Tory MPs are in talks with Labour to vote down the UK crashing out of the EU without a deal, Shadow Chancellor John McDonnell has hinted.
Speaking on the Andrew Marr Show, Jeremy Corbyn’s closest ally claimed Theresa May does not have a majority in the House of Commons for leading the UK out of the bloc with no deal and his party “not willing to countenance” that outcome.
He added amendments to Brexit legislation that would guarantee in law a “meaningful vote” on the outcome of talks would secure a Commons majority.
EU Chief Negotiator Michel Barnier hit out at a “disturbing” lack of progress in negotiations so far, with trade talks unable to open as no agreement has yet been reached on the so-called divorce bill.
The European Union (Withdrawal) Bill is absent from the Commons schedule for the week ahead, with ministers claiming MPs want to closely evaluate some 300 amendments and more than 50 new clauses proposed.
McDonnell said: “I don’t think there’s a majority for no deal. I think on a cross-party basis you’ll see in the debates in the coming week - the Government will get the message, there will be a deal.”
Asked if the Commons could stop the Government over no deal, he added: “I don’t believe there’s a majority in the House of Commons for a no deal and I think the Government needs to recognise that.”
He went on: “When we amend the legislation, which I think we will, I think there’s a majority to do that, to have a meaningful vote.
“That’s what we’ve said all the way along. We’ll be able to say to Government whatever you’re negotiating, it’ll not be on the basis of no deal because the damage to this economy will be so great.”
McDonnell claimed the Tories are “fighting among themselves” rather than negotiating with the EU.
When told Labour cannot stop this, McDonnell said: “Parliament can. They haven’t got a majority to get through a no deal situation.
“If we amend the legislation for Parliament to have a meaningful vote, it’ll force the Government to negotiate - come to their senses, negotiate properly.”
Asked if this included talks with Tory MPs, Mr McDonnell replied: “There are discussions going right the way across the House.”
Pressed when the vote will be, the Labour MP said: “Shall I tell you why we’re not seeing a vote next week?
“Not because there’s 300 amendments that have been put down - most of them actually their own side - but because they’re now negotiating with their own backbenchers on just how much they can get through.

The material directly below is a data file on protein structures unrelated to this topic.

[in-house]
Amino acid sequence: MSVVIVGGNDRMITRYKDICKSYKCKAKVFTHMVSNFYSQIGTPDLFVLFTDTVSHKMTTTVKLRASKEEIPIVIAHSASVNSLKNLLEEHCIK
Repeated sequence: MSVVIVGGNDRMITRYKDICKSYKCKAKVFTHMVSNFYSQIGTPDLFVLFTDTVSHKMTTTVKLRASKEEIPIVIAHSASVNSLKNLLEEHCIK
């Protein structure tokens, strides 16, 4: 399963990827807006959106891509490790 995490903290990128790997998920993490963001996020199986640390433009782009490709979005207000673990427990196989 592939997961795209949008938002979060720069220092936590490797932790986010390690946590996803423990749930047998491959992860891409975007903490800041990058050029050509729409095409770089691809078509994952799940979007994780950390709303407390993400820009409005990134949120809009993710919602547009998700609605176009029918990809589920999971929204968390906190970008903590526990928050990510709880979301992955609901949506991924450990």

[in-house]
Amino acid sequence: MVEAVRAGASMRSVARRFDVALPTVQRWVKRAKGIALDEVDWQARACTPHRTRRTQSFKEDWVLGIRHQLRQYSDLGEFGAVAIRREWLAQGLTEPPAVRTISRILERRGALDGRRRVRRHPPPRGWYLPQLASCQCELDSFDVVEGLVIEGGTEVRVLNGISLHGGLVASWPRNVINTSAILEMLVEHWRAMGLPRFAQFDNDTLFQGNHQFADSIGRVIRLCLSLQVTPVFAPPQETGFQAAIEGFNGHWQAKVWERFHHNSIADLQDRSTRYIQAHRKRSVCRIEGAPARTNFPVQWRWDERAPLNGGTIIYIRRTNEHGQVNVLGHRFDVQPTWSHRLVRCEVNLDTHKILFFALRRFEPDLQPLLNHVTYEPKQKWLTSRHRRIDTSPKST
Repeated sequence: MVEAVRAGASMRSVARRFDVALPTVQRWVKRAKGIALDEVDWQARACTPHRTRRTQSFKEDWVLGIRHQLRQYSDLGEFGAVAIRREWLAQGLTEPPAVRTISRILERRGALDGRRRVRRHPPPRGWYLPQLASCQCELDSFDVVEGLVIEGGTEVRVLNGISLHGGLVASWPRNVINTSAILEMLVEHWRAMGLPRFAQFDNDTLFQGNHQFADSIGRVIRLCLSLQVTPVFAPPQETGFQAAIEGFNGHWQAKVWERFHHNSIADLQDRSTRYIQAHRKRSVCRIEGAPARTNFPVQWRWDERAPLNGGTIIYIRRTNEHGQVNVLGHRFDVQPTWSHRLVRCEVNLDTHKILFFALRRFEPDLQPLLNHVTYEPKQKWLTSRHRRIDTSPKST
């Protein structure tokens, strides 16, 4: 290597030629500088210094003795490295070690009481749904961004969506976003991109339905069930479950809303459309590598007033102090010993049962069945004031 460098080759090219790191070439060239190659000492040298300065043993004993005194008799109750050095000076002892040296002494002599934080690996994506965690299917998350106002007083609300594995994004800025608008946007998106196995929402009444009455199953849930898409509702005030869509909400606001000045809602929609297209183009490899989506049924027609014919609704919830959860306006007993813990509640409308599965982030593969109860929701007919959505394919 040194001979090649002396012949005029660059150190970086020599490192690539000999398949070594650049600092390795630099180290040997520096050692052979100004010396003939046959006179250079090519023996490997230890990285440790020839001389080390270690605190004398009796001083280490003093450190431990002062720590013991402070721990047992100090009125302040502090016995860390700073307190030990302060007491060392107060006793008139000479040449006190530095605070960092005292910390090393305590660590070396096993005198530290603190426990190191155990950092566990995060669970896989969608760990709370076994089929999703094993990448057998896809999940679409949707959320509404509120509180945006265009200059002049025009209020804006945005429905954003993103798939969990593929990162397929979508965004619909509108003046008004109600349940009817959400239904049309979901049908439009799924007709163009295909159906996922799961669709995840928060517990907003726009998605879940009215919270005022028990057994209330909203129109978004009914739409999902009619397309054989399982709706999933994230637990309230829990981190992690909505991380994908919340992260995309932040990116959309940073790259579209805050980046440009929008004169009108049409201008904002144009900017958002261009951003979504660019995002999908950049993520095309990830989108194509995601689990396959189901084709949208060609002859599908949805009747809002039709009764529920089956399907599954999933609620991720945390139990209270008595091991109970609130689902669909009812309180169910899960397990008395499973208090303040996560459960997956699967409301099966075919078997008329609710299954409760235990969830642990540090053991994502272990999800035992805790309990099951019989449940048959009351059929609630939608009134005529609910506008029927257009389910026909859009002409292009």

“They’re more interested in negotiating to save the Conservative Party than they are in the interests of the country.
“That’s why I think actually it’s a disgrace. They should come to their senses, behave responsibly and look after the interests of the country.”
Speaking on the same programme, Chris Grayling said McDonnell was “talking a lot of complete nonsense”.
“Parliament has already voted to leave the European Union,” the Transport Secretary said.
“John McDonnell threatening to derail this bill is John McDonnell threatening to create the kind of chaotic Brexit he himself is warning against.”
He repeatedly insisted “Britain will succeed, come what may” but said it would be bad for the EU if no agreement was struck.
The Government was planning for all eventualities, Grayling added.
He said the negotiations were where he “expected them to be” and insisted no one had believed they would be done in “half an hour”.
“This was always going to be a long and difficult negotiation,” he said.
Grayling was played a clip of a previous interview he gave in which he said he had “no doubt at all” the UK would continue to trade tariff-free with the EU.
“I still agree with myself,” he said.
He dismissed suggestions Chancellor Philip Hammond was sabotaging Brexit and claimed, despite a slew of media reports to the contrary, that the cabinet is united in its approach to Brexit.
Asked outright if Hammond should be sacked, Grayling said: “In a month’s time the Chancellor is going to deliver a very important budget for this country and I’m working with him and we are all behind him in delivering that.”
Shadow Brexit Secretary Sir Keir Starmer said the Brexit divorce bill should be kept “as low as possible” but said Labour would consider making payments to the EU after Brexit to gain access to the customs union.
He told ITV’s Peston on Sunday: “We’ll have to see subject to negotiations. Obviously, ideally no, or keep it low.
“It’s a very simple thing - if economically it’s better off to have an arrangement that works for our businesses and secures our economy then we would do it.”
Starmer said he believed “there may be a role” for the European Court of Justice after Britain quits.
Asked if he would tell the EU no deal is not an option, he said: “It’s not an option for the UK and it’s not an option for the EU.”